2011.10.12 Those annoying hypermilers

Written by David Green.

By DAVID GREEN

I saved some gasoline today.

I drove to Fayette to take a photograph and got stuck behind someone doing about 52 miles an hour. I was in no hurry so I relaxed and puttered along.

Puttered? I know, it was only 3 miles an hour below the speed limit, but who obeys the speed limit? Everyone knows that if the sign reads 55, you’re “allowed” to go 60.

I was experimenting with hypermiling. I don’t mean the form of hypermiling that requires driving 20 feet in back of a semi. That’s definitely not for me.

This was the gentler form of the practice. Slower starts. Slower stops. Sticking to a speed that gives good milage. The goal is to obtain more miles per gallon than your vehicle’s EPA fuel economy rating.

Hypermilist Rance Russo figures that if everyone improved fuel efficiency by just two miles a gallon, the gasoline saved annually would be equivalent to 11 billion gallons, and that’s about what we Americans consume every month.

I know I’m getting better milage if I drive 55 instead of 60. I suppose it would be better yet if I drove 50. I’m not sure what speed gives the optimum fuel efficiency with my old beater Chevy Venture van. It’s traveled over 210,000 miles now and still performs well.

I drove south along County Road 23 Saturday morning—a stretch where I’m known for pushing the limit in order to show up at a village council meeting on time. This time I tapped the brake early before I came to the stop sign at County Road T. There was no one behind me to annoy.

When I reached U.S. 20, I pulled out  slowly since there was no semi barreling down the road. On my return trip, I entered U.S. 20 a little slower and obeyed the speed limit going out of town.

I was soon doing 60 until I realized the speed. It was a rare time on U.S. 20. There was no one behind me and I kept slowing down until I was crawling along at 52 mph, all the way back to the turn-off at County Road 19.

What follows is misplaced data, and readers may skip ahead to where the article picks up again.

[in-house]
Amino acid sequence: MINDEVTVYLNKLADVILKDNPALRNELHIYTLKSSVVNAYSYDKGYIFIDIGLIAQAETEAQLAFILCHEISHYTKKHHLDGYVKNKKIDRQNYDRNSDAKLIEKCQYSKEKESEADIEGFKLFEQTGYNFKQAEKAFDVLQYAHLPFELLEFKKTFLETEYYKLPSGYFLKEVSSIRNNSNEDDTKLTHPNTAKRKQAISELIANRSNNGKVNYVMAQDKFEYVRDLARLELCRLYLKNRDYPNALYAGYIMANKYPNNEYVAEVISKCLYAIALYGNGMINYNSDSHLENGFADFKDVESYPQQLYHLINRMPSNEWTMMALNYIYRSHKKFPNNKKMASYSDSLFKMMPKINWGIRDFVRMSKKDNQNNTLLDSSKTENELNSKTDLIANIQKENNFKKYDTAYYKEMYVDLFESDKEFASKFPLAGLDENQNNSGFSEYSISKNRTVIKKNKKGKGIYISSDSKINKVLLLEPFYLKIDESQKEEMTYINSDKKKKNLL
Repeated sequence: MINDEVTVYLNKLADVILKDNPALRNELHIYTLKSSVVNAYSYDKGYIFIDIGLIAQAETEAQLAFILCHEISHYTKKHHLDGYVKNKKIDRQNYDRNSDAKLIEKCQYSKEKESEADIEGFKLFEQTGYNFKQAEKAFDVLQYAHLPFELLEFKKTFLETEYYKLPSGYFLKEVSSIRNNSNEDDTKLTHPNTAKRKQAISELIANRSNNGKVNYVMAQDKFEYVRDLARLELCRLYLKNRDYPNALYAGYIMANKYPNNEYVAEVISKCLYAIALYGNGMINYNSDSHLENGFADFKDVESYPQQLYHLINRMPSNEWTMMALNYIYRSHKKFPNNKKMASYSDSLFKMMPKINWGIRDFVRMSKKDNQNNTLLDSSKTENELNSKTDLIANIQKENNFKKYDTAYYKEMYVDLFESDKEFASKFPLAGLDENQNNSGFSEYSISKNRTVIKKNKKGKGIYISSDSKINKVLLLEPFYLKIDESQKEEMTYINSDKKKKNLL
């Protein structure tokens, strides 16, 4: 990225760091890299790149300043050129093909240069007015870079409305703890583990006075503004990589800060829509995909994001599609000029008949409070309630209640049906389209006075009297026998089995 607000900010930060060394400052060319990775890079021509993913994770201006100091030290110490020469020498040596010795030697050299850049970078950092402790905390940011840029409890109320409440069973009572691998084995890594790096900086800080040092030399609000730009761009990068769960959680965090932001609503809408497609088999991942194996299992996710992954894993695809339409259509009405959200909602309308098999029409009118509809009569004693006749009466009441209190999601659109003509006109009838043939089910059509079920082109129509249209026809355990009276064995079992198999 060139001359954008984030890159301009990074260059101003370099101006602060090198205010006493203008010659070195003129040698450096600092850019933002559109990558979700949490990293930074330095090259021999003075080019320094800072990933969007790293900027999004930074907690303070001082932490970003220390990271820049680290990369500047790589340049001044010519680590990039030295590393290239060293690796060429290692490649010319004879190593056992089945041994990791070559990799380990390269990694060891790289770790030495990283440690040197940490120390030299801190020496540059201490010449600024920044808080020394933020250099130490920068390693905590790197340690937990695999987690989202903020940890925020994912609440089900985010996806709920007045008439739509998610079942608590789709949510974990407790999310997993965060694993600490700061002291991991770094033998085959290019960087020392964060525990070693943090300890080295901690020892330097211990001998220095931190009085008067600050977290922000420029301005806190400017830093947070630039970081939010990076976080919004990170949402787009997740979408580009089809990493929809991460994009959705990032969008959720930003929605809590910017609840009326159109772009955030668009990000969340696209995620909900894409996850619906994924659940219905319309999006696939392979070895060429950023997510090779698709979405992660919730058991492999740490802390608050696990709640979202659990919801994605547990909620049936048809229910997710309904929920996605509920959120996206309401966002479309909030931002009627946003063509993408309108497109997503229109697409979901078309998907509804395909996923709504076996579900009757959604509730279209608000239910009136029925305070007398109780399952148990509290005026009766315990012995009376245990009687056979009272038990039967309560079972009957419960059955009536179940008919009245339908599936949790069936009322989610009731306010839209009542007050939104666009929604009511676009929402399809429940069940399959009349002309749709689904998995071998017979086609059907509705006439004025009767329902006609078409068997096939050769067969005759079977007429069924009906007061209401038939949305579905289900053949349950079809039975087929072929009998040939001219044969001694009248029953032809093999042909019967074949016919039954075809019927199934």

I kept up the slow-down all the way to Morenci. It was nice. It felt leisurely.

News Flash! I just experienced the opposite of hypermiling. It was just plain old hyper, without the miling attached. I stopped in the Observer this morning before going to Fayette and dropped off my notes from the football game, along with notes from talking to Coach Wallace.

A few minutes later I noticed they were no longer on the front counter. I looked and looked before concluding that Mailman Mark accidentally took them when he stopped by with the mail.

Off I hurried to the west end of town—the far reaches of City Route 2. I was not driving efficiently. It was closer to frantically. And Mark was nowhere in sight.

I finally tracked him down just two blocks from the office. I’d forgotten that Route 2 includes some stops in this neighborhood before moving west. Mark didn’t have my notes and I returned feeling a little dejected, especially after I searched once again all the likely locations.

Then it came to me. I grabbed all the stuffings from the Tecumseh Herald that Mark delivered and introduced them to the recycling box. There were my notes on the bottom, so I’m going to blame the Herald for that waste of gas. It’s preferable to blaming myself.

Hypermilists want you to begin saving fuel by checking your tire pressure and having your oil changed on schedule. On the road, slow down and go the speed limit. Anticipate changes in traffic to avoid heavy braking, because what follows is using more gas to get back up to speed. Quick starts rob you of MPGs, as does the air conditioner. If you really want to get annoying, drive as if you have no brakes.

I’ve used the word “annoying” in connection with “hypermiler” because I suppose that’s how they’re viewed. For years, before I knew about hypermiling, if I saw a green light changing up ahead, I slowed down. There’s no reason to get there fast, step on the brakes, then gas it again. But that’s brought some dirty looks and some pretty tight tailgating, too.

Join me as we roll under the stoplight that just turned green. We can all be hyperannoying,

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